To learn more about selecting in Photoshop, take my "Photoshop for Photographers" photo course:
http://www.betterphoto.com/photocourses/JCM02.asp

Or you can take Jim Zuckerman's "Creative Techniques in Photoshop" to learn how to make cool special effects in Photoshop:
http://www.betterphoto.com/photocourses/JZK03.asp

Or perhaps you would enjoy "Photographer's Toolbox for Photoshop: Exposure and Color Corrections" by Lewis Kemper:
http://www.betterphoto.com/photocourses/LEW02.asp

Top Ten Tips:
http://www.betterphoto.com/exploring/tips.asp

All Tips:
http://www.betterphoto.com/exploring/allTips.asp

Add Your Own Tip:
http://www.betterphoto.com/forms/login.asp?category=tip&inputType=tip

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ADVERTISEMENT
~~~~~~~~~~~~~~~~~~~~~~~~~~~~~~~~~

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P.O. Box 2781
Redmond, WA 98073-2781 USA

To order online, visit:
http://www.betterphoto.com/product/ourProductDetail.asp?productID=1096


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PHOTOGRAPHY Q&A - NEW THIS WEEK
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NEW QUESTION 1: Black Corners with Nikon Polarizer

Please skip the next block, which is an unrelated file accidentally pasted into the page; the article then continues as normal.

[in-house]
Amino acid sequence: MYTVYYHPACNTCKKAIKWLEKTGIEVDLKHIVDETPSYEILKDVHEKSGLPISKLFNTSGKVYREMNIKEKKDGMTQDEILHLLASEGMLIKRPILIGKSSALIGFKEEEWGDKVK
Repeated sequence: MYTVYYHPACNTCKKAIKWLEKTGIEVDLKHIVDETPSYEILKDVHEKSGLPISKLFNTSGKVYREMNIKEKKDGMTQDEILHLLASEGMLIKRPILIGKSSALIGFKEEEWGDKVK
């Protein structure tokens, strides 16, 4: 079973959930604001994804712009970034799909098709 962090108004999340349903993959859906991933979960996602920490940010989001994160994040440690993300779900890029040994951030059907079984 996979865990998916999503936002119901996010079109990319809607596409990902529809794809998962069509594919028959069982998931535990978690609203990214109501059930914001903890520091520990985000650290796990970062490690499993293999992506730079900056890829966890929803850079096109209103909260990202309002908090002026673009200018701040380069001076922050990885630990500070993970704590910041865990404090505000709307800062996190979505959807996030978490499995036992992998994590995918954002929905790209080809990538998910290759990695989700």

I recently bought a package of three Nikon filters (for a Nikon Coolpix 995). When I use the polarizer, I get black corners. Any way to avoid this?
Also there were two other filters included, an ND4 and an ND8. How does using these filters differ from using Exposure Compensation settings?
Thanks.
- Ira Thomas

ANSWER 1:
The black corners are most likely evident at a wide angle setting. It is actually the rim of the filter blocking the line of sight of the image to the sensor. If you look carefully at a bright image, you may be able to see the effect on the lcd screen. Try a little longer focal length. The ND filters are used to avoid overexposure on bright images and more particularly, they allow you to shoot with a wider aperture and hence a shorter depth of field when you may not otherwise be able to.
- Wayne Attridge

Read this Q&A at BetterPhoto.com:
http://www.betterphoto.com/forms/qnaDetail.asp?threadID=6507

Answer this question:
http://www.betterphoto.com/QnAredirect.asp?threadID=6507

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*****


NEW QUESTION 2: Why Are My Uploaded Pics Blurry?
I submitted a photo, and it's blurry. Its does not look this way... the actual photo is very sharp. How can I correct this, and resubmit it for entry into the contest? Any help you can give me would be great, as these are the first pics I have submitted.